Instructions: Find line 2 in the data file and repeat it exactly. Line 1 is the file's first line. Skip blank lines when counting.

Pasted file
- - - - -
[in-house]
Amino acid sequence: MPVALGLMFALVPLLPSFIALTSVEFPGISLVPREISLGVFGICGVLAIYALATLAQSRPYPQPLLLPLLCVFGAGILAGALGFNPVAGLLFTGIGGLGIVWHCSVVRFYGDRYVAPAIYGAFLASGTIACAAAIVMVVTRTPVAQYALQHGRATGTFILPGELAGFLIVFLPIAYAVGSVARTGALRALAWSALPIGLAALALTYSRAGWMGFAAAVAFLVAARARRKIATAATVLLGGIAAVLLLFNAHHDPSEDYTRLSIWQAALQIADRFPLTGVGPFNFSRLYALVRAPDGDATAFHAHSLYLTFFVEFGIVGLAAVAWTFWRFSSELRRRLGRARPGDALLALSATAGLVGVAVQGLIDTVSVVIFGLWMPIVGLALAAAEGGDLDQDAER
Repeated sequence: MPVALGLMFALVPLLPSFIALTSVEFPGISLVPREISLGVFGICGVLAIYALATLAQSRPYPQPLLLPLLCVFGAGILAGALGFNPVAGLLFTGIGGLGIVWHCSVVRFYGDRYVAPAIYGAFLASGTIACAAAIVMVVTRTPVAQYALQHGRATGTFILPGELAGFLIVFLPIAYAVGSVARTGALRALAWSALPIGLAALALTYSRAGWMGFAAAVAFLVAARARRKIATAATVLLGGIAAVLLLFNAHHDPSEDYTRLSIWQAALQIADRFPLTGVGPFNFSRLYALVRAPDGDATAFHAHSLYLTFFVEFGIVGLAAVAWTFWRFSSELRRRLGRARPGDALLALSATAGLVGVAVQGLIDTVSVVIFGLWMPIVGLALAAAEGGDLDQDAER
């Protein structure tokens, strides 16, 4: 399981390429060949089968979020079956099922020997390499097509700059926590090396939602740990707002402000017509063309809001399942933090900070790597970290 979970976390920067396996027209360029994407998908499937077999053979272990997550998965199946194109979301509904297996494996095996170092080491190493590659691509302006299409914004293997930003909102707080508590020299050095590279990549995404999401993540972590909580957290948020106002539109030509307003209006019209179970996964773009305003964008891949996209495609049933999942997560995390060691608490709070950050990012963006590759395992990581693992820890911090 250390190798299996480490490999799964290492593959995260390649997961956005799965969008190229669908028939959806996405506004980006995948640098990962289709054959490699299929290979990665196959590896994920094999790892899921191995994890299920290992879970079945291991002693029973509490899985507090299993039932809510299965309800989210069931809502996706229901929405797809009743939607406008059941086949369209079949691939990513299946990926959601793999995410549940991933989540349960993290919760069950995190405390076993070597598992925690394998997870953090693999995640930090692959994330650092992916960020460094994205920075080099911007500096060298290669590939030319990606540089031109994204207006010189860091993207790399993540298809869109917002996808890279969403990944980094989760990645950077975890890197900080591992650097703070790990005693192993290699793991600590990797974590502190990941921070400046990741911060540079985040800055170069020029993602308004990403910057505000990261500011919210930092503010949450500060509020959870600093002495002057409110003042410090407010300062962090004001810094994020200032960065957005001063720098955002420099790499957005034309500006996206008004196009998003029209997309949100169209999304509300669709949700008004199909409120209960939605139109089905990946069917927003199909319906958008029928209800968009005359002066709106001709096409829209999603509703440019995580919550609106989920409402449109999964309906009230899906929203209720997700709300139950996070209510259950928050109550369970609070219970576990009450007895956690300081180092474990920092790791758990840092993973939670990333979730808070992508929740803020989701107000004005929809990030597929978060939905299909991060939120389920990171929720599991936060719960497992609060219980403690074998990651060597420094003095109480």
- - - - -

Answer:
Amino acid sequence: MPVALGLMFALVPLLPSFIALTSVEFPGISLVPREISLGVFGICGVLAIYALATLAQSRPYPQPLLLPLLCVFGAGILAGALGFNPVAGLLFTGIGGLGIVWHCSVVRFYGDRYVAPAIYGAFLASGTIACAAAIVMVVTRTPVAQYALQHGRATGTFILPGELAGFLIVFLPIAYAVGSVARTGALRALAWSALPIGLAALALTYSRAGWMGFAAAVAFLVAARARRKIATAATVLLGGIAAVLLLFNAHHDPSEDYTRLSIWQAALQIADRFPLTGVGPFNFSRLYALVRAPDGDATAFHAHSLYLTFFVEFGIVGLAAVAWTFWRFSSELRRRLGRARPGDALLALSATAGLVGVAVQGLIDTVSVVIFGLWMPIVGLALAAAEGGDLDQDAER